How to De-clutter Your Mind

I’ve got to study for a test…My cell phone bill is due…I have to write an assignment by Monday…I don’t have time to watch a movie anymore…My TV isn’t working so how do I watch Masterchef Australia?

There are a great deal of things that are on your mind and at times it can be very overwhelming. How do you make sense of it all and prevent it from affecting your work and leisure time? Compartmentalize, compartmentalize, compartmentalize.

Consider your mind a near-infinite storage space lacking an effective filter that segregates each and every one of your thoughts into positive, negative, relevant, irrelevant and so forth.

Although schemas are the base of organisation in cognition and thought, nothing is classified in a concrete manner and thus an influx of ideas and thoughts can sometimes muddle your clarity of mind just as an overflow of water can debilitate a dam.

The solution lies in streamlining everything on your mind and classifying them accordingly to relieve the stress of this cognitive overflow.

This is a simplified version of David Allen’s inbox-sorting procedure and once you follow the steps you’ll understand how it’s similar to sorting through your email inbox. Here are the 5 steps to clear your mind:

1. Take a piece of blank paper and go to a place where you can write peacefully without any distractions. Now, write down everything that’s on your mind. This is similar to stream of consciousness writing where you write continuously and go with the flow of your thoughts. Don’t worry about how many things you pen down because at times there will be a lot on your mind and other times very little. Just make sure to keep writing until nothing else comes to mind. Things to jot down include and is not limited to:

  • Unfinished tasks
  • Daydreams
  • Skills you want to develop
  • Things that stress you out
  • Interpersonal relationship problems
  • Things you want to learn
  • Bad habits you want to break
  • Trips you want to take

2. Now on a second piece of paper create three columns titled:

  • To be done
  • Maybe later
  • Delete

Sort each of your items from the other piece of paper into these three columns. Take care when categorizing the items because the more accurately you do, the more clear your mind will be by the time you finish the process.

3. Take all the items from the Delete column and send them off into space. You can do this in any way that fits you best. When I finish each exam, I tear up the subject syllabus and toss it into the trash, symbolizing its finality and the fact that I no longer needed to worry about it. If you want to just tear the Delete column and toss it into the trash or or shred it in a paper shredder. It’s up to you. Once you’re done, you’ll look at the other two columns with a new found sense of clarity to proceed further.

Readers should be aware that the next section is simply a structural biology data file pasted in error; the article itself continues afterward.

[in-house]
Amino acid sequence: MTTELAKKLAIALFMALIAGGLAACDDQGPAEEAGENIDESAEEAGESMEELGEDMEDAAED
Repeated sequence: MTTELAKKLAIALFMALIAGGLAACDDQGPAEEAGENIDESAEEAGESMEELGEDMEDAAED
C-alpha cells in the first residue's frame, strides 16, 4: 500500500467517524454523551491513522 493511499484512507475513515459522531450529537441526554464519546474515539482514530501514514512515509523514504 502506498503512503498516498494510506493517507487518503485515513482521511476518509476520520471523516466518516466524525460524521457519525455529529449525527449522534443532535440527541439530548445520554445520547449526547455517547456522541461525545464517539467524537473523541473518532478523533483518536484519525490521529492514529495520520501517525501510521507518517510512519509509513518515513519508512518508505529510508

4. Transfer all the items on the Maybe Later column to a Maybe Later List that you can tuck away into a folder, somewhere where you can access it later after taking care of immediate items. You’ll have some peace of mind and comfort in knowing you can attend to these items later when you are ready without burdening yourself immediately.

5. Incorporate the items from the To Be Done column into an effective planning system. Do what works best for you. If you put the list on a fridge to remind yourself daily of what needs to be done, then do it. If you prefer using a daily planner or reminders on your phone to schedule things, then do it. Be organised and it will definitely help in the long run. You’ll be disintegrating major goals into sub goals and this motivates you to keep going. Soon, all the items on the list will be accomplished and you can move onto the Maybe Later List.

*This process could take a few hours if being done for the first time. Subsequent attempts take less time. 

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10 thoughts on “How to De-clutter Your Mind”

  1. I would assume this extremely complicated. I am self-employed, working globally and doing lots of other things. I cannot plan ahead because jobs can show up any time, that includes late night, weekend or any other time. I believe one simply has to prioritize what is that they definitely have to do and put off things that can wait. I think making lists is a waste of time, because if somebody doesn’t remember some closest tasks or most important things they are expected to accomplish, how can they do anything? Or get done anything? Checking the list all the time? There are phone calls in the middle, and people show up, and I would say keep track in your brain of what are you doing, what are you going to do and what is impossible to include. In fact, I found this theme very interesting, and you’re absolutely right about de-clattering one’s mind. I would just describe this as not bothering your mind with junk and simply ignoring trashy stuff.

    1. Yes that’s one way of looking at it! Depends on the person though because some find it easier to make lists (like absent minded me) while others are better at sorting their thoughts out mentally.

  2. I de-clutter it everyday especially because the mind has a penchant to re-clutter itself. This is one of the reasons why I’ve never watched programs like master chef, because if I did would have to watch people that are infinitely less apt at cooking than me. In fact I’ve never even wanted to have a television because it’s one of the most efficient mind cluttering gadgets ever invented.

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